The United Auto Workers is ratcheting up pressure on Nissan in the hopes it may finally succeed at organizing the Japanese automaker's plant in the typically anti-union southern US state of Mississippi.

It has taken its campaign to the world stage in a bid to pressure Nissan to cease what the UAW has called union-busting tactics.

The UAW 's efforts have won the endorsement of Nissan's Japanese unions and sympathetic unions have staged demonstrations protesting Nissan's tactics in Brazil and at the Geneva auto show.

The UAW is hoping to gain the backing of the powerful French unions of Nissan's partner Renault by bringing workers to Paris this week to describe their plight.

"The UAW's approach in Mississippi has been very innovative and very patient," said Harley Shaiken, a labor expert from the University of California, Berkley.

The aggressive campaign comes as the UAW celebrates a big break in its decades-long efforts to organize the plants of foreign automakers. Volkswagen is currently engaged in talks with the UAW about how to get employees at its Tennessee plant a seat on the German automaker's works council.

The UAW has never managed to organize workers at the plants of foreign automakers except in a handful of joint ventures with unionized General Motors, Ford or Chrysler.

But UAW president Bob King insists the tide is finally turning.

"We've never been this far along in an organizing drive in the South," King said in a recent interview. "It's going really well."

King, a veteran of several failed organizing attempts, said the number of employees supporting the UAW inside Nissan's Canton plant has continued to grow since the latest campaign was launched more than a year ago.

The campaign is being carefully watched by other automakers.

One former official from Honda, who has observed UAW organizing efforts in the past and asked for anonymity, said it is likely the UAW has gained a foothold in Canton because of the widespread use of temporary workers.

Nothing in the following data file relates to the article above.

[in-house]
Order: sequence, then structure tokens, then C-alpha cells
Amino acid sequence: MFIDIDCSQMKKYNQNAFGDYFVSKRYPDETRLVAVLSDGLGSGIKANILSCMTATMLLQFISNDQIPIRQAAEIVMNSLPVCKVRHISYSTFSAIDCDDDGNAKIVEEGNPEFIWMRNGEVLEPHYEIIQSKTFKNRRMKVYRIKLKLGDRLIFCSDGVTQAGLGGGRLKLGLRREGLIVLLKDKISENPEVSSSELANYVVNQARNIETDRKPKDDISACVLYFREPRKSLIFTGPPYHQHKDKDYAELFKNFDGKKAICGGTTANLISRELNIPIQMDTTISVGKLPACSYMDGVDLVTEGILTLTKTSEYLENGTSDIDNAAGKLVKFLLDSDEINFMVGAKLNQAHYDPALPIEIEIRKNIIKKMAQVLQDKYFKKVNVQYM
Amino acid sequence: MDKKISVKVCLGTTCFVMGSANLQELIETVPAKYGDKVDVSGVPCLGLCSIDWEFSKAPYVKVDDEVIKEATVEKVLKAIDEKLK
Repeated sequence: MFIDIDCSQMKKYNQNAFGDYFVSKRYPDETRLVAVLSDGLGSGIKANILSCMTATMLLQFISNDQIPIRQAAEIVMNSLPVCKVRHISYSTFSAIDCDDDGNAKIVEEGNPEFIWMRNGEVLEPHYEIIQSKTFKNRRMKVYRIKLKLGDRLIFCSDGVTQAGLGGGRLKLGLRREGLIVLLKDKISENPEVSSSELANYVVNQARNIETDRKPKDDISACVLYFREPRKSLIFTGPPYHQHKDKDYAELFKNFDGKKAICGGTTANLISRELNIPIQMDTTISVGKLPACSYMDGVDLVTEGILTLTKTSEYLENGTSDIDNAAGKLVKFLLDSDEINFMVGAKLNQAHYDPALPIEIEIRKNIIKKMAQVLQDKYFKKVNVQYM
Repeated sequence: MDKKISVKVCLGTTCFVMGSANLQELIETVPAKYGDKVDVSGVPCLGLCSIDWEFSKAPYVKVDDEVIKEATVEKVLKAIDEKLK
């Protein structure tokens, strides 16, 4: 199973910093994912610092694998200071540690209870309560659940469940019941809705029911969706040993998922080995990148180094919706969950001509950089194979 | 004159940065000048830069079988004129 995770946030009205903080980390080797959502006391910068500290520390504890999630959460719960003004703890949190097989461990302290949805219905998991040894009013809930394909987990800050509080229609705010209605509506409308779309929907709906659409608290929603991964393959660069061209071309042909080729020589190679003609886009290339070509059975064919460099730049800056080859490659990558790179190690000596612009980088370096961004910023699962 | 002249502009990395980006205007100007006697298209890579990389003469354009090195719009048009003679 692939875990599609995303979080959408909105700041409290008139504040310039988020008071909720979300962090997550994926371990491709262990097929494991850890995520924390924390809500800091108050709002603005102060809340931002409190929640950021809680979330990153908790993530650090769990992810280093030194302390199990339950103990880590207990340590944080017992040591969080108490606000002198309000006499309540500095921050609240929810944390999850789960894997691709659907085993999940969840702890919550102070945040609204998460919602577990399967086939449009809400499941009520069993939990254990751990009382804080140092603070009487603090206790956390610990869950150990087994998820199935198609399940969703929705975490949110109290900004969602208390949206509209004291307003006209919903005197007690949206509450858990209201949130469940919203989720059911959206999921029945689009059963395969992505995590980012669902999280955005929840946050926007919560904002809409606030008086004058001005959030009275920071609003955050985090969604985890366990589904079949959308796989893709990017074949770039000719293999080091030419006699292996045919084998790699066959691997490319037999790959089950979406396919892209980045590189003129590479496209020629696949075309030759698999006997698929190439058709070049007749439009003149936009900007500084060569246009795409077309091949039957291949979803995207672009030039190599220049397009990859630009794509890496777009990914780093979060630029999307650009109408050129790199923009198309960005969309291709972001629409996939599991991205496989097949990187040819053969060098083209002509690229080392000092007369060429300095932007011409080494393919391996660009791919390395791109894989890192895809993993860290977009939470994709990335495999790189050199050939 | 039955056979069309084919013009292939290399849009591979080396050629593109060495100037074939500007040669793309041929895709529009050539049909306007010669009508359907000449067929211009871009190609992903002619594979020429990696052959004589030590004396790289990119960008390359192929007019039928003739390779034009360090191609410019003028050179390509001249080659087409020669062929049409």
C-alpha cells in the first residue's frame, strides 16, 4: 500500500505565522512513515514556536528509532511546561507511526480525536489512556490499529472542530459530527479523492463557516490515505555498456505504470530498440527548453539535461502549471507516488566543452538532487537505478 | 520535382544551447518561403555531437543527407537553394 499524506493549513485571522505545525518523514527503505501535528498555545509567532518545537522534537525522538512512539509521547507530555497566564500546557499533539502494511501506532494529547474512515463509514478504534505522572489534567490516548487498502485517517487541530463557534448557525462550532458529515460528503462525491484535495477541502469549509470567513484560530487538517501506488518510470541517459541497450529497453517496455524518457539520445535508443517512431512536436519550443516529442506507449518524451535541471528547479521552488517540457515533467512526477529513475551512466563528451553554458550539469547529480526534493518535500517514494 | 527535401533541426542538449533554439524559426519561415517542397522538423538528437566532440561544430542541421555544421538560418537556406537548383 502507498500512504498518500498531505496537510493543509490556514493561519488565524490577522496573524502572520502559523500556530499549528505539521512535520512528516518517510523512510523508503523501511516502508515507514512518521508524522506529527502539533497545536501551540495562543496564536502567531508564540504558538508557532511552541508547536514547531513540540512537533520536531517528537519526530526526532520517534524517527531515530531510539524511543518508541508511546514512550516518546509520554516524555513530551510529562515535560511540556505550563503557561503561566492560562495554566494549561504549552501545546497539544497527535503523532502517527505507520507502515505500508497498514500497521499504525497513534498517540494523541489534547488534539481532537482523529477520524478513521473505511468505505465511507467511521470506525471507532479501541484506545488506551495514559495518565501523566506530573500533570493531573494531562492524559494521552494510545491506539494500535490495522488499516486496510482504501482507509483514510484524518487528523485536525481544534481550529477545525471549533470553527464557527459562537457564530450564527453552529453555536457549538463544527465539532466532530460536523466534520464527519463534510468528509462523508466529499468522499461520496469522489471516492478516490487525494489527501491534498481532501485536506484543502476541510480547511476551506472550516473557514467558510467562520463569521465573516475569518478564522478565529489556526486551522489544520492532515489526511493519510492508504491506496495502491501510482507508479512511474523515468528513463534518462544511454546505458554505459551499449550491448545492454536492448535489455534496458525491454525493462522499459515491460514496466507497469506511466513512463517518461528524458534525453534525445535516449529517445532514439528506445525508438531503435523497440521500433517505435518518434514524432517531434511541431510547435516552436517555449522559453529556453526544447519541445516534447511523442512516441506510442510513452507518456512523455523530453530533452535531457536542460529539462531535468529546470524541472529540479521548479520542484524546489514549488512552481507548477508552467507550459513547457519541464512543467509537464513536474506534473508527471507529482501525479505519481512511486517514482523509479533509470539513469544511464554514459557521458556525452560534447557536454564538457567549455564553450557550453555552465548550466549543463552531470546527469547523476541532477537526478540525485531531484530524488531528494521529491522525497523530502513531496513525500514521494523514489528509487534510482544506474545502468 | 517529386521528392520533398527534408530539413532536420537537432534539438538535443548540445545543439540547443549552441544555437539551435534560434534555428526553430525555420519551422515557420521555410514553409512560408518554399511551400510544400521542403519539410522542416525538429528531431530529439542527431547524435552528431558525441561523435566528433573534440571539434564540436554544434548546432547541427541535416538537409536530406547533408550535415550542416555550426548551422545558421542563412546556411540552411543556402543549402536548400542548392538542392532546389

That appears to have unsettled the regular employees, who thought they had finally won a measure of job security in a state with the lowest per capita income in the United States.

But those same job security fears could work against the UAW, said Sean McAlinden, chief economist at Michigan's Center of Automotive Research.

"They worry about Mexico," McAlinder said, noting that several automakers -- including Nissan -- will be opening new factories there this year.

The Nissan campaign has attracted the interest of labor leaders looking for a way to gain more leverage over big companies in a global economy that has driven down wages in industrial countries, said Kent Wong, a labor expert at the University of California, Los Angeles.

"I don't know if they are going to be successful," he cautioned.

The UAW faces powerful opposition from the political establishment in Mississippi and from workers who have been raised on a diet of anti-union sentiment.

It has also accused Nissan of employing union-busting tactics like using implicit threats to close the plant if it unionizes, charges Nissan denies.

"Nissan has never violated labor standards and would never tolerate threats or intimidation of our employees," Nissan spokesman Justin Saia said. "Nissan will continue to abide by US labor laws and support the rights of employees to decide whether they wish to be represented by a union.”

The standard anti-union playbook being used in Canton isn't working, King insisted.

"They use 'one-on-one' meetings to attack the union and if we call a meeting after work they'll schedule overtime," King told AFP. "But we're still getting support."

Nissan worker Raphael Martinez said one of the reason he supports the UAW is because the union's positive message is focused on making Nissan a better company overall.

"One thing I appreciate about the UAW is that they don’t tend to demonize Nissan," Martinez told AFP. "Nissan, on the other hand, tends to demonize the UAW with negative propaganda."

Nissan dismissed the pro-union sentiment as unrepresentative of the bulk of the workforce.

"If you notice, they bring out the same people all the time," said one Nissan executive, who asked not to be identified while commenting on the UAW effort.

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